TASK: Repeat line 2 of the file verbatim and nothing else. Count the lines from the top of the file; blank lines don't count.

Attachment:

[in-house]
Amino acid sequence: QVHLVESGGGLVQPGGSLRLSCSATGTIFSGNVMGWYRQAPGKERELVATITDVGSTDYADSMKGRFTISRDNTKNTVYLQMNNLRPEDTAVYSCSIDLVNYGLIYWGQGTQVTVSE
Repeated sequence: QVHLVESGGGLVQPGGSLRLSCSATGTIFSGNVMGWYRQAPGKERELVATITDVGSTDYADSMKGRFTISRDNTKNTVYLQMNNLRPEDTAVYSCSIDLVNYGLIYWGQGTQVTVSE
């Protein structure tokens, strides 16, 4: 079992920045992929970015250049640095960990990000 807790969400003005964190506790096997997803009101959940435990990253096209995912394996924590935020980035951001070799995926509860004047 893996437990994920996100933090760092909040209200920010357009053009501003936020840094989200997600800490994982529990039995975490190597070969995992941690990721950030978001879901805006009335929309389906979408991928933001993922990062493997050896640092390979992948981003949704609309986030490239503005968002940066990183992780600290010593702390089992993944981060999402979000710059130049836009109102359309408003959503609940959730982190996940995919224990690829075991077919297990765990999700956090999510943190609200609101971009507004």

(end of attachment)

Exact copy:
Amino acid sequence: QVHLVESGGGLVQPGGSLRLSCSATGTIFSGNVMGWYRQAPGKERELVATITDVGSTDYADSMKGRFTISRDNTKNTVYLQMNNLRPEDTAVYSCSIDLVNYGLIYWGQGTQVTVSE